By Emily Maltby
February 20, 2014

It’s been clear for years that U.S. consumers and businesses have little interest in dollar coins. Banks returned so many of them to the Federal Reserve that the Treasury suspended production in 2011, except to meet the demands of coin collectors. The aversion is partly due to their appearance. “Cheap and unrecognizable, like Monopoly money,” says Ute Wartenberg, executive director of the American Numismatic Society in New York City. Not to mention the coin’s weight–eight times that of a dollar bill–and its propensity to fall between seat cushions. Despite public resistance, dollar coins are here for the foreseeable future. With so many in reserve, the Mint won’t need to fire up a new batch for three or four decades. “If we get rid of the banknote, then maybe people will start to love them,” says Wartenberg. Some lobby groups are in favor of eliminating $1 bills, but that’s unlikely to happen. The Fed estimates that such a shift would cost the government $1.2 billion over 30 years. And because the U.S. can’t authenticate coins the way it can authenticate greenbacks, the country could see a spike in counterfeit currency. Here’s a closer look:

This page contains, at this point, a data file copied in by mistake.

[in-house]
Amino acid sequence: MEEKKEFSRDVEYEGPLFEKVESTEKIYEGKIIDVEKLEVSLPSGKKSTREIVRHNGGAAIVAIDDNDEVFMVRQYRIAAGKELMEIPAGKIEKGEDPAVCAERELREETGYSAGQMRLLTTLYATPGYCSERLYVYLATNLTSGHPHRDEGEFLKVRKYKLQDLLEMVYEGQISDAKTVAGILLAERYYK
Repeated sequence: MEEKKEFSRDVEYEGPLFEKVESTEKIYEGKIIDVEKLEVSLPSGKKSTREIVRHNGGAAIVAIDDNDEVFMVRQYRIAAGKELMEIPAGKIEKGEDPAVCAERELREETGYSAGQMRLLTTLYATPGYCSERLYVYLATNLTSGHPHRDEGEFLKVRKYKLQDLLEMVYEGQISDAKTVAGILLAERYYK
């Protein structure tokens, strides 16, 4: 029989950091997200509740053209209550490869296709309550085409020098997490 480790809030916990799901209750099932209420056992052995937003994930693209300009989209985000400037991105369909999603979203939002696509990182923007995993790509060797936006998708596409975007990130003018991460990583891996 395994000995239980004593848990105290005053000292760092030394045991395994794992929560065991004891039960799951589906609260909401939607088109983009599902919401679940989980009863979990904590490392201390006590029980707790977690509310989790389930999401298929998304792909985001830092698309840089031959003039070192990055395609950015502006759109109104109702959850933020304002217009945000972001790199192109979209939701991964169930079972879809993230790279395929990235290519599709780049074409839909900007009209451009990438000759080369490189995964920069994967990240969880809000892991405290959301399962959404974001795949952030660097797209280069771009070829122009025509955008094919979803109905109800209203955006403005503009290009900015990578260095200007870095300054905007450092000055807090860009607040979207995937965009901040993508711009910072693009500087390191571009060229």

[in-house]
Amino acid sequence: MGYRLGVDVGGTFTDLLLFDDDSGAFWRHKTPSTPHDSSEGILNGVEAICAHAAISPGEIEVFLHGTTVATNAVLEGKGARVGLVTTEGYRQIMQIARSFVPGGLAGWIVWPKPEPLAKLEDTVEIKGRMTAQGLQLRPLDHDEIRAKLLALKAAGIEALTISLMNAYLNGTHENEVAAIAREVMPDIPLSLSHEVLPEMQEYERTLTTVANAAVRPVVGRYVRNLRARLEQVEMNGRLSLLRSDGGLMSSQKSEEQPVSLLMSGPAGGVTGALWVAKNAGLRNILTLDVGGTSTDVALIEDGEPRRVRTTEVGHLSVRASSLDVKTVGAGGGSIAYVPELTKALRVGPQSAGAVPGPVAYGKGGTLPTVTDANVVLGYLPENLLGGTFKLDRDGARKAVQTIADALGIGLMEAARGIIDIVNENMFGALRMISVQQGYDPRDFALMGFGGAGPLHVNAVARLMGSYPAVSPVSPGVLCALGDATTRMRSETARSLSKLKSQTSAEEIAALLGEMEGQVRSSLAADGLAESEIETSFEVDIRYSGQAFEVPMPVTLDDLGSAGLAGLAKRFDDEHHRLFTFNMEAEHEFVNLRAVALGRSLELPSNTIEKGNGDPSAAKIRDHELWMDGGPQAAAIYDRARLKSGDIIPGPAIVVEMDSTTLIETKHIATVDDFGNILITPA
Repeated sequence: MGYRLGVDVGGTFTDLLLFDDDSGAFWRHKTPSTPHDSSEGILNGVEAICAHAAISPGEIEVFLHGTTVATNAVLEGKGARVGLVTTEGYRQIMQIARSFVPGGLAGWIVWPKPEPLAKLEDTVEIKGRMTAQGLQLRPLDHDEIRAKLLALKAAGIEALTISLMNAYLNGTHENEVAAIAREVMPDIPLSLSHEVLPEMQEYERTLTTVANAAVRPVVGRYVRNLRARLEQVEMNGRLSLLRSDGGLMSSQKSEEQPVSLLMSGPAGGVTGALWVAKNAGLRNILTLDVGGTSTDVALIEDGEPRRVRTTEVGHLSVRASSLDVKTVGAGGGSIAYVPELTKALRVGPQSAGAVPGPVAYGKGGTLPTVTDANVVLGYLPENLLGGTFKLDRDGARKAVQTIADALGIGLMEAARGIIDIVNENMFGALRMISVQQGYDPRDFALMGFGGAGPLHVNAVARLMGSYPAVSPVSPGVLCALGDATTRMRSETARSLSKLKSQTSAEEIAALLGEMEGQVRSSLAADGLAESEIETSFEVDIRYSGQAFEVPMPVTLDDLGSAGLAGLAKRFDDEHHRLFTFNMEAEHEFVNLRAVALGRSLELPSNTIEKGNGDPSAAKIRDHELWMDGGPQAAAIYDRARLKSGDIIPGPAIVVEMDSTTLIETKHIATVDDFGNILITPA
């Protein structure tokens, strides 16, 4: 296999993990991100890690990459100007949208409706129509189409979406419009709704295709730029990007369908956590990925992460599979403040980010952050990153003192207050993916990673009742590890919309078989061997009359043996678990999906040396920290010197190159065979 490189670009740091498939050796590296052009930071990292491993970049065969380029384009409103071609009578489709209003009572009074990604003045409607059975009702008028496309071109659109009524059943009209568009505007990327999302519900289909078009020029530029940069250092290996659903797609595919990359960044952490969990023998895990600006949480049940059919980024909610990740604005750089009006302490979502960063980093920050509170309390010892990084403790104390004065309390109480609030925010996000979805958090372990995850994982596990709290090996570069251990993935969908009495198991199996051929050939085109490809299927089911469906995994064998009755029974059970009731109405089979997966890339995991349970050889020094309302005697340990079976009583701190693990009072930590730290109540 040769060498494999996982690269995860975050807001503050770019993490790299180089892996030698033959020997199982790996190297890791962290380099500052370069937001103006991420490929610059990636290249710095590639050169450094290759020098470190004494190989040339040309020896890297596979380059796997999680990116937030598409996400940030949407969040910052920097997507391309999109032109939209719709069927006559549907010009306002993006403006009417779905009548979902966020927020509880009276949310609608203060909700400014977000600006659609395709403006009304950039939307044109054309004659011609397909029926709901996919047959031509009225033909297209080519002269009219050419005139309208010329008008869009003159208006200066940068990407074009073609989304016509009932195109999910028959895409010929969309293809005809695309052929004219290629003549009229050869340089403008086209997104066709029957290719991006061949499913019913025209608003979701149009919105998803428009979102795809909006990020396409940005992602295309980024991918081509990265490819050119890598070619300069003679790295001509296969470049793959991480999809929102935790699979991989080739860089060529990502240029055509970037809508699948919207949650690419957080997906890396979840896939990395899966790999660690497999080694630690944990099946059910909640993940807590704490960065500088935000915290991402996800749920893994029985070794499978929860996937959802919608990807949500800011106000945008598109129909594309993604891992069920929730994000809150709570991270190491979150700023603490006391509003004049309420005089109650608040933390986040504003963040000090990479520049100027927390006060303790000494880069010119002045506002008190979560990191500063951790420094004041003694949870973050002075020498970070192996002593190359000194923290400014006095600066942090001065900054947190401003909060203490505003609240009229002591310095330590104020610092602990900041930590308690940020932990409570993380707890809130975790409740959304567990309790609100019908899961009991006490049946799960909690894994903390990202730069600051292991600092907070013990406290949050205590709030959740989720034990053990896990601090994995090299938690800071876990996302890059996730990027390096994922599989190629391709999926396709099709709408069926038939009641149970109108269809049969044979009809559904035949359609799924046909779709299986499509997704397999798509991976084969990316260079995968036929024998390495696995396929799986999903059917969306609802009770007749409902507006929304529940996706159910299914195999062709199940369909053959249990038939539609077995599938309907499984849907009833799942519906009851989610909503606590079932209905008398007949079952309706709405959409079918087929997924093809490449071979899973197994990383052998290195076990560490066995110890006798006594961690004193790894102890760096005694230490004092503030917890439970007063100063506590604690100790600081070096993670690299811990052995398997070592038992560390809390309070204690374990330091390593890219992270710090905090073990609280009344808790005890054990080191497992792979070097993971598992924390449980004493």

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This appears in the March 03, 2014 issue of TIME.

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